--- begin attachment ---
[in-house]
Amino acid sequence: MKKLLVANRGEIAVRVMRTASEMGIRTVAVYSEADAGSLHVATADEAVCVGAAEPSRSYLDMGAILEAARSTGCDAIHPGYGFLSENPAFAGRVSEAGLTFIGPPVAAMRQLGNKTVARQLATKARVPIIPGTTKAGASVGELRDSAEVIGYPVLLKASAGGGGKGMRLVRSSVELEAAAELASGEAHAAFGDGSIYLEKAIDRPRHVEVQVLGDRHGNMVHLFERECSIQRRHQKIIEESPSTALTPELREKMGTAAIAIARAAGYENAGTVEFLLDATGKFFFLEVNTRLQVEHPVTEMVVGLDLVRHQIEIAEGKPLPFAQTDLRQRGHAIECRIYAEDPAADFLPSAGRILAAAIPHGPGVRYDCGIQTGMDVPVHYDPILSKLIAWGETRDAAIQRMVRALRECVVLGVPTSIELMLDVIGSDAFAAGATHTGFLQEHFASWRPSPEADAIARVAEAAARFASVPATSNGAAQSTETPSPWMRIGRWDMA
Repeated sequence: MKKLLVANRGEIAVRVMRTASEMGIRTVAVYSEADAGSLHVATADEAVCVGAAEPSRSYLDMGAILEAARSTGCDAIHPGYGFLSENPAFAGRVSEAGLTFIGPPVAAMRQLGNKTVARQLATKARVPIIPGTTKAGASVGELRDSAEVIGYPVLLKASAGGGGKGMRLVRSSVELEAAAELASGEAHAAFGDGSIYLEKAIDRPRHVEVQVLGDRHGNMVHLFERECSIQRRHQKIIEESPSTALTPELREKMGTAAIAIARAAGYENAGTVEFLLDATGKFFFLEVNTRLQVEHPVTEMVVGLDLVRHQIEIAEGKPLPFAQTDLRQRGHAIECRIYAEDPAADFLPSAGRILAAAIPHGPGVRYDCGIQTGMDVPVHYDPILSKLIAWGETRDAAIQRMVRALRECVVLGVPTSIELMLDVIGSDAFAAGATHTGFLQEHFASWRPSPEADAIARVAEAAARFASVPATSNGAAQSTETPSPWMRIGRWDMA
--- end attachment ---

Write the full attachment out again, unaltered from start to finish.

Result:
[in-house]
Amino acid sequence: MKKLLVANRGEIAVRVMRTASEMGIRTVAVYSEADAGSLHVATADEAVCVGAAEPSRSYLDMGAILEAARSTGCDAIHPGYGFLSENPAFAGRVSEAGLTFIGPPVAAMRQLGNKTVARQLATKARVPIIPGTTKAGASVGELRDSAEVIGYPVLLKASAGGGGKGMRLVRSSVELEAAAELASGEAHAAFGDGSIYLEKAIDRPRHVEVQVLGDRHGNMVHLFERECSIQRRHQKIIEESPSTALTPELREKMGTAAIAIARAAGYENAGTVEFLLDATGKFFFLEVNTRLQVEHPVTEMVVGLDLVRHQIEIAEGKPLPFAQTDLRQRGHAIECRIYAEDPAADFLPSAGRILAAAIPHGPGVRYDCGIQTGMDVPVHYDPILSKLIAWGETRDAAIQRMVRALRECVVLGVPTSIELMLDVIGSDAFAAGATHTGFLQEHFASWRPSPEADAIARVAEAAARFASVPATSNGAAQSTETPSPWMRIGRWDMA
Repeated sequence: MKKLLVANRGEIAVRVMRTASEMGIRTVAVYSEADAGSLHVATADEAVCVGAAEPSRSYLDMGAILEAARSTGCDAIHPGYGFLSENPAFAGRVSEAGLTFIGPPVAAMRQLGNKTVARQLATKARVPIIPGTTKAGASVGELRDSAEVIGYPVLLKASAGGGGKGMRLVRSSVELEAAAELASGEAHAAFGDGSIYLEKAIDRPRHVEVQVLGDRHGNMVHLFERECSIQRRHQKIIEESPSTALTPELREKMGTAAIAIARAAGYENAGTVEFLLDATGKFFFLEVNTRLQVEHPVTEMVVGLDLVRHQIEIAEGKPLPFAQTDLRQRGHAIECRIYAEDPAADFLPSAGRILAAAIPHGPGVRYDCGIQTGMDVPVHYDPILSKLIAWGETRDAAIQRMVRALRECVVLGVPTSIELMLDVIGSDAFAAGATHTGFLQEHFASWRPSPEADAIARVAEAAARFASVPATSNGAAQSTETPSPWMRIGRWDMA